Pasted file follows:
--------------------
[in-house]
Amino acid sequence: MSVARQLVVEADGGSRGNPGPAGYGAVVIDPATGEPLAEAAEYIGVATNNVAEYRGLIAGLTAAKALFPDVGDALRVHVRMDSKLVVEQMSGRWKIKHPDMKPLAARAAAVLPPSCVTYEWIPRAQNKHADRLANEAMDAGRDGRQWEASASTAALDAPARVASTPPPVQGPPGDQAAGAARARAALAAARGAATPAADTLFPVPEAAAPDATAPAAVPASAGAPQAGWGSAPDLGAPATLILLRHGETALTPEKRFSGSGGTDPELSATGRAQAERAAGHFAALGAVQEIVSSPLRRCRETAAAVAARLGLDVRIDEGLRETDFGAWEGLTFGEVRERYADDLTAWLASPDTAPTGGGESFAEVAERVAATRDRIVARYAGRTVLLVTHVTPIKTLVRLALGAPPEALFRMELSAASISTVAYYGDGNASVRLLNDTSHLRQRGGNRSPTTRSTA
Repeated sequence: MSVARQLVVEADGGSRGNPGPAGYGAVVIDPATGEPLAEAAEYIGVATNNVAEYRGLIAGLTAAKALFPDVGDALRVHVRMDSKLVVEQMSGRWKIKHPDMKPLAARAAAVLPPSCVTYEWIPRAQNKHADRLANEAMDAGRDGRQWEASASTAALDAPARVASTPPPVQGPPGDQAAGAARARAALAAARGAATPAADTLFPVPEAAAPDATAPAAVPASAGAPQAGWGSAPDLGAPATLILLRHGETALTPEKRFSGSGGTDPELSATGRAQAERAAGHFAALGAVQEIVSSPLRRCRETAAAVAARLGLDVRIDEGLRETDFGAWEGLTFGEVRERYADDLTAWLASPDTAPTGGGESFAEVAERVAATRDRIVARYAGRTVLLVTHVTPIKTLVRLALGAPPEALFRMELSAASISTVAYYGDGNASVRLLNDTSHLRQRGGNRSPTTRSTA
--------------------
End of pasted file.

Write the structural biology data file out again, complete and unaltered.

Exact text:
[in-house]
Amino acid sequence: MSVARQLVVEADGGSRGNPGPAGYGAVVIDPATGEPLAEAAEYIGVATNNVAEYRGLIAGLTAAKALFPDVGDALRVHVRMDSKLVVEQMSGRWKIKHPDMKPLAARAAAVLPPSCVTYEWIPRAQNKHADRLANEAMDAGRDGRQWEASASTAALDAPARVASTPPPVQGPPGDQAAGAARARAALAAARGAATPAADTLFPVPEAAAPDATAPAAVPASAGAPQAGWGSAPDLGAPATLILLRHGETALTPEKRFSGSGGTDPELSATGRAQAERAAGHFAALGAVQEIVSSPLRRCRETAAAVAARLGLDVRIDEGLRETDFGAWEGLTFGEVRERYADDLTAWLASPDTAPTGGGESFAEVAERVAATRDRIVARYAGRTVLLVTHVTPIKTLVRLALGAPPEALFRMELSAASISTVAYYGDGNASVRLLNDTSHLRQRGGNRSPTTRSTA
Repeated sequence: MSVARQLVVEADGGSRGNPGPAGYGAVVIDPATGEPLAEAAEYIGVATNNVAEYRGLIAGLTAAKALFPDVGDALRVHVRMDSKLVVEQMSGRWKIKHPDMKPLAARAAAVLPPSCVTYEWIPRAQNKHADRLANEAMDAGRDGRQWEASASTAALDAPARVASTPPPVQGPPGDQAAGAARARAALAAARGAATPAADTLFPVPEAAAPDATAPAAVPASAGAPQAGWGSAPDLGAPATLILLRHGETALTPEKRFSGSGGTDPELSATGRAQAERAAGHFAALGAVQEIVSSPLRRCRETAAAVAARLGLDVRIDEGLRETDFGAWEGLTFGEVRERYADDLTAWLASPDTAPTGGGESFAEVAERVAATRDRIVARYAGRTVLLVTHVTPIKTLVRLALGAPPEALFRMELSAASISTVAYYGDGNASVRLLNDTSHLRQRGGNRSPTTRSTA